Video Breakthrough: Chess?
Online video viewers tend to like stunts, high drama, low comedy, titillation, celebrity.
And so I’m pleased to report that one of the best set of 2.0fferings I’ve seen lately appears on. . . chess.com. Yes, we’re talking videos of the game of chess. A social network with impressive UGC discussing strategy. Stifle your yawn and check it out.
The community of users–these are smart people who (forgive me if this is stereotyping) care little for techy fads–post and link to videos that have real value to other members. (The videos are uploaded to and linked from YouTube.)
- For beginning players, there are lessons where board animations show moves and coaches explain in voiceovers.
- For chess hero worshippers there are videos of Bobby Fisher, Garry Kasparov and other former masters.
- And there is the Academy Award-winning animated Pixar animated short called The Chess Game. Regardless of whether you know anything about chess, it will provide your best laughs of the day.
As usual in 2.0land, members create profiles, form social groups, share blogs, and so on. I couldn’t find a flame war or even a disrespectful post on the site. Members share opening moves, stories about how they were trained, talk about controlling the center of the board. They often illustrate their points with images of boards or animations. The crowd is international, the lingua franca appears to be English.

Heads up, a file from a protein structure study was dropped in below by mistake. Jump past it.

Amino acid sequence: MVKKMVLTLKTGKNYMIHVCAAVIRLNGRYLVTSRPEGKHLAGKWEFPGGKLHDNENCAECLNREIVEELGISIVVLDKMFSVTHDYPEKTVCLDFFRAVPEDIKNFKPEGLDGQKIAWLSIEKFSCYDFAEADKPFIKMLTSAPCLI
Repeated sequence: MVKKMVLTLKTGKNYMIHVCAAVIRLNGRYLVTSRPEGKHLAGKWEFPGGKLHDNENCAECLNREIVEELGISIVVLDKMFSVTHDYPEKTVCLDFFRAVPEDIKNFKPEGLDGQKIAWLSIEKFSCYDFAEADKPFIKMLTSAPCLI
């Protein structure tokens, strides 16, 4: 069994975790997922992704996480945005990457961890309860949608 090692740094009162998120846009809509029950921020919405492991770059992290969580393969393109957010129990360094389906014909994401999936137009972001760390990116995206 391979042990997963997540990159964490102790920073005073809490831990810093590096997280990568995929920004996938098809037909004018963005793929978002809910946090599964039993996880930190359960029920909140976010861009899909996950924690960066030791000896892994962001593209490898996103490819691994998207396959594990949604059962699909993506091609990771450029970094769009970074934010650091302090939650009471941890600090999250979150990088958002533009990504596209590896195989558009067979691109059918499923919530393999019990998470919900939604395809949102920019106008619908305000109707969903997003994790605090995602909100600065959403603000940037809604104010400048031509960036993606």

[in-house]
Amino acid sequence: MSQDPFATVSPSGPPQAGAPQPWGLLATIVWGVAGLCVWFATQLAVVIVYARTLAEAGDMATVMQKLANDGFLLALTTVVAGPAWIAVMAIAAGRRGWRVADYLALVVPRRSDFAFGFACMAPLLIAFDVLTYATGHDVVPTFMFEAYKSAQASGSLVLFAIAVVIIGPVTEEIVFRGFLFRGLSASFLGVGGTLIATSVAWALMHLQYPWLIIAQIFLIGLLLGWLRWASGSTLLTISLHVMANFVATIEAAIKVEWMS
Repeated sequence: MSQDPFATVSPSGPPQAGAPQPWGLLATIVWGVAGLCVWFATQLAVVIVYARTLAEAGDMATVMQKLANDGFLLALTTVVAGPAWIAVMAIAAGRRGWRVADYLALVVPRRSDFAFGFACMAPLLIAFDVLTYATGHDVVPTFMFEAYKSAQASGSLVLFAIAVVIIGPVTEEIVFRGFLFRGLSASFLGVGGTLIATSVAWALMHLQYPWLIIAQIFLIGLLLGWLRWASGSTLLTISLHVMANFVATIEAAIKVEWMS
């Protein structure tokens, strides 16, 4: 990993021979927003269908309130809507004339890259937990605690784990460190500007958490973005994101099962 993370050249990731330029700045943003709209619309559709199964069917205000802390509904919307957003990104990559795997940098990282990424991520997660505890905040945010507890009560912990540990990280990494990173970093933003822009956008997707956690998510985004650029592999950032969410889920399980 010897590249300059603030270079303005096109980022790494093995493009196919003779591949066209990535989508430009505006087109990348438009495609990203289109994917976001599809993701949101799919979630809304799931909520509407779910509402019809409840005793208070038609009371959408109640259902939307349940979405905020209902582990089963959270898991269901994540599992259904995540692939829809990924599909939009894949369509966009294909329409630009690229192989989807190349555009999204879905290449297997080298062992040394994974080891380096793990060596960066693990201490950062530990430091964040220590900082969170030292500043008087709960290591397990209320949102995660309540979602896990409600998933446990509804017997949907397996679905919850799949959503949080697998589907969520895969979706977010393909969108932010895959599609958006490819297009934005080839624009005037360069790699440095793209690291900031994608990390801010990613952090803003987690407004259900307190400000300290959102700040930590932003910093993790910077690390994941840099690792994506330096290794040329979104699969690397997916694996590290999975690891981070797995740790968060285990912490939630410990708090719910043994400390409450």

Most members do not post photos, though there is one standout exception: A gorgeous young woman from Chicago named Alicia, who confesses a range of interests in addition to chess that include nightclubbing. As evidence she posts a dozen photos of her similarly photogenic young friends hoisting mojitos and mugging on the dancefloor. That her pages get so many visits makes me a bit sad, though I’m not sure why.
The point here is that chess.com provides an opportunity to observe 2.0 features in their “pure” form, where they are used to deliver substantial content free of the usual traffic-baiting and fad-mongering. You can see where tactics work and where they don’t. The forums and blogs would be well-served by tag clouds, for instance. Some videos would benefit from a slower pace.
Students of 2.0 tools should definitely check it out. If nothing else you’ll pick up the Barcza opening, sure to help you make quick work of your unschooled opponent. Like, say, your teenage son who beats you way too often and way to quickly. Just for example.
[Thanks to the good folks at TechCrunch for bringing chess.com to our attention.]